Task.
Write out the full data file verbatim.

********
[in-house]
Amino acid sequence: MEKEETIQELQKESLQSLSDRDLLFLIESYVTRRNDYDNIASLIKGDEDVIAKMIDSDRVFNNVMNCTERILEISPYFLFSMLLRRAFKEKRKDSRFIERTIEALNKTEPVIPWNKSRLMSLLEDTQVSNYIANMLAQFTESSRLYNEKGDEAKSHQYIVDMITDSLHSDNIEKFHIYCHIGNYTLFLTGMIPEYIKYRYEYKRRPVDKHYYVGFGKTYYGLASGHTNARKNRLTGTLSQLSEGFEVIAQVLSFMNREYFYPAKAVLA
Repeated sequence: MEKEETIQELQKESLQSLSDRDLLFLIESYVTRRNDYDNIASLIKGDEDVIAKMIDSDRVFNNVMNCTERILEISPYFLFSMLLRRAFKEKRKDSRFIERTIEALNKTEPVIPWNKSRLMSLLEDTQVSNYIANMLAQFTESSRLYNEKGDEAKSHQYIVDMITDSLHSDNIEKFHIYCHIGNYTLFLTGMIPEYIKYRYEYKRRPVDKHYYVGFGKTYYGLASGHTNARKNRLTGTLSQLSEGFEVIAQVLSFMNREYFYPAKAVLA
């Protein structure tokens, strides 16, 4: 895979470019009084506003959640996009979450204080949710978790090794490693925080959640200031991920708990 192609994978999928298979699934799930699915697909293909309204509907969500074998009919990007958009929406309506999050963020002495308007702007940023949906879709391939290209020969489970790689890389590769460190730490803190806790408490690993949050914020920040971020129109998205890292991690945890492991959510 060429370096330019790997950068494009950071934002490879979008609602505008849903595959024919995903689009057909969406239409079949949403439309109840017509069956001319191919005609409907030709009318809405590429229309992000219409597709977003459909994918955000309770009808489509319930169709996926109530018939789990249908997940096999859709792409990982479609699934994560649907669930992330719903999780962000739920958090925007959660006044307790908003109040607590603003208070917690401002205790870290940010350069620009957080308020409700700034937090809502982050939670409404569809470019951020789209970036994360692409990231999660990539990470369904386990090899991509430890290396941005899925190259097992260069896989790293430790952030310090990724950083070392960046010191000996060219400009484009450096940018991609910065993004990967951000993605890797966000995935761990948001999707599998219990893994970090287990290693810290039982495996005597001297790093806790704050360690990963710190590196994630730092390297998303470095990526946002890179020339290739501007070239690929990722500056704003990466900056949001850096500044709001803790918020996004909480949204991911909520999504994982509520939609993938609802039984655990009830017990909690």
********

[in-house]
Amino acid sequence: MEKEETIQELQKESLQSLSDRDLLFLIESYVTRRNDYDNIASLIKGDEDVIAKMIDSDRVFNNVMNCTERILEISPYFLFSMLLRRAFKEKRKDSRFIERTIEALNKTEPVIPWNKSRLMSLLEDTQVSNYIANMLAQFTESSRLYNEKGDEAKSHQYIVDMITDSLHSDNIEKFHIYCHIGNYTLFLTGMIPEYIKYRYEYKRRPVDKHYYVGFGKTYYGLASGHTNARKNRLTGTLSQLSEGFEVIAQVLSFMNREYFYPAKAVLA
Repeated sequence: MEKEETIQELQKESLQSLSDRDLLFLIESYVTRRNDYDNIASLIKGDEDVIAKMIDSDRVFNNVMNCTERILEISPYFLFSMLLRRAFKEKRKDSRFIERTIEALNKTEPVIPWNKSRLMSLLEDTQVSNYIANMLAQFTESSRLYNEKGDEAKSHQYIVDMITDSLHSDNIEKFHIYCHIGNYTLFLTGMIPEYIKYRYEYKRRPVDKHYYVGFGKTYYGLASGHTNARKNRLTGTLSQLSEGFEVIAQVLSFMNREYFYPAKAVLA
């Protein structure tokens, strides 16, 4: 895979470019009084506003959640996009979450204080949710978790090794490693925080959640200031991920708990 192609994978999928298979699934799930699915697909293909309204509907969500074998009919990007958009929406309506999050963020002495308007702007940023949906879709391939290209020969489970790689890389590769460190730490803190806790408490690993949050914020920040971020129109998205890292991690945890492991959510 060429370096330019790997950068494009950071934002490879979008609602505008849903595959024919995903689009057909969406239409079949949403439309109840017509069956001319191919005609409907030709009318809405590429229309992000219409597709977003459909994918955000309770009808489509319930169709996926109530018939789990249908997940096999859709792409990982479609699934994560649907669930992330719903999780962000739920958090925007959660006044307790908003109040607590603003208070917690401002205790870290940010350069620009957080308020409700700034937090809502982050939670409404569809470019951020789209970036994360692409990231999660990539990470369904386990090899991509430890290396941005899925190259097992260069896989790293430790952030310090990724950083070392960046010191000996060219400009484009450096940018991609910065993004990967951000993605890797966000995935761990948001999707599998219990893994970090287990290693810290039982495996005597001297790093806790704050360690990963710190590196994630730092390297998303470095990526946002890179020339290739501007070239690929990722500056704003990466900056949001850096500044709001803790918020996004909480949204991911909520999504994982509520939609993938609802039984655990009830017990909690």